Elden Ring wasn't just FromSoftware's biggest game ever: it was also the studio's most high-profile collaboration with someone outside the world of game development. George R.R. Martin wrote the lore for The Lands Between, which FromSoftware built upon to create their fantasy game's story. FromSoftware hasn't done that kind of collaboration many times in its history, but there is one other famous example. Throughout the Armored Core series, FromSoftware has relied on mecha designer Shoji Kawamori to guide the visual style of the hulking piles of metal players pilot and destroy.
Kawamori isn't famous on the international level of George R.R. Martin, but he is a legend within his old field. Or fields—he started working as an animator in the anime industry as a teenager in the 1970s, and eventually created, wrote and directed most of the entries in the Macross series. He also designed Macross's famous transforming variable fighter jet-mech hybrid.
Outside of Macross, he's written and directed other anime and also served as a mechanical designer for other shows as well as a number of games. Just recently Kawamori designed all of Devil May Cry 5 protagonist Nero's robotic arms, the Devil Breakers.
In a 1997 interview about the first Armored Core game translated by Shmuplations, Kawamori talked about working with FromSoftware to decide how many parts of the mech players should be able to customize and how it differed from his work in anime, where he isn't usually designing each individual component of a mech. "We had a series of conversations in which I asked them to make things as simple as possible for my design work," Kawamori said.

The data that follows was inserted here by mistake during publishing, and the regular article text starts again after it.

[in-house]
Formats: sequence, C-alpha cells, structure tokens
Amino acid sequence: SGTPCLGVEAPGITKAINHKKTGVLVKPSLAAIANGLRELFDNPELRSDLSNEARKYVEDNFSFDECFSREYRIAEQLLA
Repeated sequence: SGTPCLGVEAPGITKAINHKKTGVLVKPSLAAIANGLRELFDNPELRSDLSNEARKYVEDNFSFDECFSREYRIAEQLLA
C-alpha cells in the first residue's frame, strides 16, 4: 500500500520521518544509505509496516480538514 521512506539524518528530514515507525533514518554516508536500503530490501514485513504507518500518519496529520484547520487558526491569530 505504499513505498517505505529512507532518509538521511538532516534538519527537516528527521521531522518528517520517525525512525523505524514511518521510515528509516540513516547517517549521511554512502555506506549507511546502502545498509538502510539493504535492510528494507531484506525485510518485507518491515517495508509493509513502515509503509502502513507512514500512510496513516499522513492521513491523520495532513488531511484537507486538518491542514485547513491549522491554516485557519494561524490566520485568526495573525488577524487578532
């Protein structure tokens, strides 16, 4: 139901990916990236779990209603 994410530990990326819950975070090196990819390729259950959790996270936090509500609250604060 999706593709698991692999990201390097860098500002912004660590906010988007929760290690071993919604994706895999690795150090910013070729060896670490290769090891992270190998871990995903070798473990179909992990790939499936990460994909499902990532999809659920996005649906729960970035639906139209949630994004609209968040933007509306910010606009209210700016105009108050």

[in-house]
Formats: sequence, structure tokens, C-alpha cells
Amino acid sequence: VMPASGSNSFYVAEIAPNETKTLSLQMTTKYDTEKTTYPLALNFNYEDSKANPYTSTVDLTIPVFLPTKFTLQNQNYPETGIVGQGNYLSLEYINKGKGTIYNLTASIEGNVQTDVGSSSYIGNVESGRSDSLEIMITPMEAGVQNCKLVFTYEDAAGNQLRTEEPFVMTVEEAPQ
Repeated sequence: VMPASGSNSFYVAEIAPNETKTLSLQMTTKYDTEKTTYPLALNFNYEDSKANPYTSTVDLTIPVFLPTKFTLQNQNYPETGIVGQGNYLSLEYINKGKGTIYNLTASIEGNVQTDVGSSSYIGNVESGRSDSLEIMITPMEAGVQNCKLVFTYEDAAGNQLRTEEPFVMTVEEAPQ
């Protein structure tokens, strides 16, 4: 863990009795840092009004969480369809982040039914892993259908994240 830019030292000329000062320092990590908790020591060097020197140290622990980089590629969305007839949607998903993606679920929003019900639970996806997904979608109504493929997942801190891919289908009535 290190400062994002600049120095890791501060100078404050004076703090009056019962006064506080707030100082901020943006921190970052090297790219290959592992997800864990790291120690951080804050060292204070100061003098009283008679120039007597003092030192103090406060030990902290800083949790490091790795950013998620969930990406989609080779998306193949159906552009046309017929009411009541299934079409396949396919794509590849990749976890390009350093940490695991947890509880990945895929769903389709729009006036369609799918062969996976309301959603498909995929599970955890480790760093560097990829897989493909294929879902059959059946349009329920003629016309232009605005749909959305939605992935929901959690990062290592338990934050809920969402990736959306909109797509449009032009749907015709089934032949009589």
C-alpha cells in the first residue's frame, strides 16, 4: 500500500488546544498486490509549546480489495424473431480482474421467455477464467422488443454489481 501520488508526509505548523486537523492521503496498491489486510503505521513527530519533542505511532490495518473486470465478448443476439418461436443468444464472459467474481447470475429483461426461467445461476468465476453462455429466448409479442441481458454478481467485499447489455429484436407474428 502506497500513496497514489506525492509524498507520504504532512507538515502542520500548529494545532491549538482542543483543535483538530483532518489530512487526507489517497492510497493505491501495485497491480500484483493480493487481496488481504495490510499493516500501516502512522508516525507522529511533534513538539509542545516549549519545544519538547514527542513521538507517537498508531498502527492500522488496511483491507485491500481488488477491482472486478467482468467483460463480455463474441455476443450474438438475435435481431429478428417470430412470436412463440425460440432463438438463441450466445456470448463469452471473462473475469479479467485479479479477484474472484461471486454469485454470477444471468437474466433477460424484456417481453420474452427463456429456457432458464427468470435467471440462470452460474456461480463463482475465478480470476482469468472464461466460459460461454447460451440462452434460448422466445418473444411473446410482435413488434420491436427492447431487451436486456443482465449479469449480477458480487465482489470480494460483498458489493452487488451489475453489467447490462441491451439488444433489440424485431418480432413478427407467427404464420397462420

"First, I asked them to settle on the main cores. If there were hundreds of cores there'd be no design unity, so we made the individual core designs in the spirit of functional beauty, and I could then create all the parts that would attach to them."
For the first game he designed three types of cores. In Kawamori's words these were: an "angular, tank-looking core," a "sleek, dynamic core," and one he described as "what I imagined a combat helicopter might look like if you deployed it as a land-based weapon."
Kawamori mentioned being frustrated by running into the limits of how many polygons the PlayStation could display and having to make his designs more angular. My favorite bit of the interview is when he then breaks down the process of designing the mecha parts to fit with each core:
"I drew about six layout blueprints for each of the basic cores, showing them from different angles. Then, using copies of those layouts as a reference, I designed the parts so they could be attached to each core. In this way I was able to preserve a sense of integration in the designs. I double checked every part I designed against each core. Like Karasawa said about not wanting to have an "ultimate" strongest weapon, I also thought it would be boring if there were one design that everyone wanted, that stood out above all the others. So I tried to make every part unique, so the choices would be meaningful."
Kawamori is credited as a mechanical designer for eight Armored Core games, including as a "guest" designer on 2008's Armored Core: For Answer. It seems as though he didn't return for Armored Core 5… but what about Armored Core 6? In a recent interview with FromSoftware I had to ask, and the question generated a flurry of back-and-forth between the team—in Japanese. Finally the answer came back:
"We want to reveal this information at a later date, regarding the designers," the translator finally said on behalf of director Masaru Yamamura.
I have no proof, but my suspicion is that Kawamori was again a guest designer for AC6, and either did some early concept art or designed a singular showpiece mech for the new game. While he hasn't contributed to every single Armored Core, his work is a key part of its identity, and it's hard to imagine FromSoftware making a triumphant return to Armored Core after 10 years without Kawamori's name attached.